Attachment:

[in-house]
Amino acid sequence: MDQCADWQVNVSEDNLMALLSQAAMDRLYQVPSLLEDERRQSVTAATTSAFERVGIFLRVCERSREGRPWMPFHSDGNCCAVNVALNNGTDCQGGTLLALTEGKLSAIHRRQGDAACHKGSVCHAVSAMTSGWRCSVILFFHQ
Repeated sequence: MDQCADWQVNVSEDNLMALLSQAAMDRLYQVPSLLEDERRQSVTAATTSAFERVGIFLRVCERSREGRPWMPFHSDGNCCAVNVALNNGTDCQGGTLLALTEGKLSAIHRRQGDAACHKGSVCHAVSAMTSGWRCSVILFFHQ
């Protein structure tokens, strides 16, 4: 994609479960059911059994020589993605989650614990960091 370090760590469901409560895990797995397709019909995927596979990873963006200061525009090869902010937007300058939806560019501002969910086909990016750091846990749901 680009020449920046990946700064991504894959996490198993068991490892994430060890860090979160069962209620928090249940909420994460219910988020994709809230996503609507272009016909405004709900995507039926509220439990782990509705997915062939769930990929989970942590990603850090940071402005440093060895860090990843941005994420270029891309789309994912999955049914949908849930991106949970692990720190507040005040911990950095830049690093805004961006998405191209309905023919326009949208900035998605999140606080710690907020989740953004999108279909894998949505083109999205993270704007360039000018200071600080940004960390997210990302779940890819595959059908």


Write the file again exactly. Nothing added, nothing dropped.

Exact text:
[in-house]
Amino acid sequence: MDQCADWQVNVSEDNLMALLSQAAMDRLYQVPSLLEDERRQSVTAATTSAFERVGIFLRVCERSREGRPWMPFHSDGNCCAVNVALNNGTDCQGGTLLALTEGKLSAIHRRQGDAACHKGSVCHAVSAMTSGWRCSVILFFHQ
Repeated sequence: MDQCADWQVNVSEDNLMALLSQAAMDRLYQVPSLLEDERRQSVTAATTSAFERVGIFLRVCERSREGRPWMPFHSDGNCCAVNVALNNGTDCQGGTLLALTEGKLSAIHRRQGDAACHKGSVCHAVSAMTSGWRCSVILFFHQ
């Protein structure tokens, strides 16, 4: 994609479960059911059994020589993605989650614990960091 370090760590469901409560895990797995397709019909995927596979990873963006200061525009090869902010937007300058939806560019501002969910086909990016750091846990749901 680009020449920046990946700064991504894959996490198993068991490892994430060890860090979160069962209620928090249940909420994460219910988020994709809230996503609507272009016909405004709900995507039926509220439990782990509705997915062939769930990929989970942590990603850090940071402005440093060895860090990843941005994420270029891309789309994912999955049914949908849930991106949970692990720190507040005040911990950095830049690093805004961006998405191209309905023919326009949208900035998605999140606080710690907020989740953004999108279909894998949505083109999205993270704007360039000018200071600080940004960390997210990302779940890819595959059908």